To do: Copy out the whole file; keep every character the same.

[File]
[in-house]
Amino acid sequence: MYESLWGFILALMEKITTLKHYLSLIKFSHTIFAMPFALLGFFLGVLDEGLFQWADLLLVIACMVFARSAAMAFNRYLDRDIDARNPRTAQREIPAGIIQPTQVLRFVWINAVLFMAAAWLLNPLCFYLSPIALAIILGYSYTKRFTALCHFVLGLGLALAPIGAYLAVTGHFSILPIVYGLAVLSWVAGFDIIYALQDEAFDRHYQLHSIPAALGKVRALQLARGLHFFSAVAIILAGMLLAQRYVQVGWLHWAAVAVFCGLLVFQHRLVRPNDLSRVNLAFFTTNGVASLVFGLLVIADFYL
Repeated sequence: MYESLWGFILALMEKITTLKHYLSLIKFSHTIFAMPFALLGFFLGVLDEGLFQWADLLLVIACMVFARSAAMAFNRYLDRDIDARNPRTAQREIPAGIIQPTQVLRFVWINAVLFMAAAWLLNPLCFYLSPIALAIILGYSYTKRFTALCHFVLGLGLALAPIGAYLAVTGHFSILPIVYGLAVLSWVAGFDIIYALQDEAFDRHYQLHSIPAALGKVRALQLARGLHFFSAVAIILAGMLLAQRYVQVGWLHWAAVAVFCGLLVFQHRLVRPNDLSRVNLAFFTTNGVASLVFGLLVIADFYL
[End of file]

[in-house]
Amino acid sequence: MYESLWGFILALMEKITTLKHYLSLIKFSHTIFAMPFALLGFFLGVLDEGLFQWADLLLVIACMVFARSAAMAFNRYLDRDIDARNPRTAQREIPAGIIQPTQVLRFVWINAVLFMAAAWLLNPLCFYLSPIALAIILGYSYTKRFTALCHFVLGLGLALAPIGAYLAVTGHFSILPIVYGLAVLSWVAGFDIIYALQDEAFDRHYQLHSIPAALGKVRALQLARGLHFFSAVAIILAGMLLAQRYVQVGWLHWAAVAVFCGLLVFQHRLVRPNDLSRVNLAFFTTNGVASLVFGLLVIADFYL
Repeated sequence: MYESLWGFILALMEKITTLKHYLSLIKFSHTIFAMPFALLGFFLGVLDEGLFQWADLLLVIACMVFARSAAMAFNRYLDRDIDARNPRTAQREIPAGIIQPTQVLRFVWINAVLFMAAAWLLNPLCFYLSPIALAIILGYSYTKRFTALCHFVLGLGLALAPIGAYLAVTGHFSILPIVYGLAVLSWVAGFDIIYALQDEAFDRHYQLHSIPAALGKVRALQLARGLHFFSAVAIILAGMLLAQRYVQVGWLHWAAVAVFCGLLVFQHRLVRPNDLSRVNLAFFTTNGVASLVFGLLVIADFYL